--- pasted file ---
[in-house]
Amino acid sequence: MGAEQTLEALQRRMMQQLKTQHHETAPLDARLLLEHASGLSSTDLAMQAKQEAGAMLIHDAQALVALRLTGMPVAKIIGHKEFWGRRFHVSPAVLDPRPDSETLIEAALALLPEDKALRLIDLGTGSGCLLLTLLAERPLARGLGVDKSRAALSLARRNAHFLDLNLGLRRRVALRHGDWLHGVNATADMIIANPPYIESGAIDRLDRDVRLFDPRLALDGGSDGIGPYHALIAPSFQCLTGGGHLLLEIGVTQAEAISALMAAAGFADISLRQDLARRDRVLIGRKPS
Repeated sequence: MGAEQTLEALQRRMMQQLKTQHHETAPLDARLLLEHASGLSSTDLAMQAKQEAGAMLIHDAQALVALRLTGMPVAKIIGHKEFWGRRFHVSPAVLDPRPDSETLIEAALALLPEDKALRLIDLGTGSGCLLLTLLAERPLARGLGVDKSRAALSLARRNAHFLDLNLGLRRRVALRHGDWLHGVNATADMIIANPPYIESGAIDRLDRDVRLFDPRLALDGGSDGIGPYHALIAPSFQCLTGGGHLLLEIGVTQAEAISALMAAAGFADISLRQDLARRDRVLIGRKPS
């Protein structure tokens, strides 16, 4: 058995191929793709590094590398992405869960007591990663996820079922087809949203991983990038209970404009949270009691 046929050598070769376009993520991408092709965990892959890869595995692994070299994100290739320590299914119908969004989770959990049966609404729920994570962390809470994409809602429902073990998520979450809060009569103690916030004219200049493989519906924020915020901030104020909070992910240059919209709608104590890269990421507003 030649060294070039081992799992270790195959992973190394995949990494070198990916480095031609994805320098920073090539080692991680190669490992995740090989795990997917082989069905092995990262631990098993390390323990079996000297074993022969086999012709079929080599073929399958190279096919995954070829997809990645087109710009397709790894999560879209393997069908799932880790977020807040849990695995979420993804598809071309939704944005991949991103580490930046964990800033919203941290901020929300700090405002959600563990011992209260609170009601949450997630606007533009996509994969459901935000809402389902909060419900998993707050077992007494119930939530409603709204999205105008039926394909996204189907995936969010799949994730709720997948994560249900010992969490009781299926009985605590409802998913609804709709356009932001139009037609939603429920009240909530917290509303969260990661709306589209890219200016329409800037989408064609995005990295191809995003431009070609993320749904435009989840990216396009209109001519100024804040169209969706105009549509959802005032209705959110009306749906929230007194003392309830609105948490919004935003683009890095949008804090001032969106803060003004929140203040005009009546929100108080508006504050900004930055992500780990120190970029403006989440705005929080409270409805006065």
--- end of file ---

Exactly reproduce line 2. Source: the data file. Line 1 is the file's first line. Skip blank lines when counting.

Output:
Amino acid sequence: MGAEQTLEALQRRMMQQLKTQHHETAPLDARLLLEHASGLSSTDLAMQAKQEAGAMLIHDAQALVALRLTGMPVAKIIGHKEFWGRRFHVSPAVLDPRPDSETLIEAALALLPEDKALRLIDLGTGSGCLLLTLLAERPLARGLGVDKSRAALSLARRNAHFLDLNLGLRRRVALRHGDWLHGVNATADMIIANPPYIESGAIDRLDRDVRLFDPRLALDGGSDGIGPYHALIAPSFQCLTGGGHLLLEIGVTQAEAISALMAAAGFADISLRQDLARRDRVLIGRKPS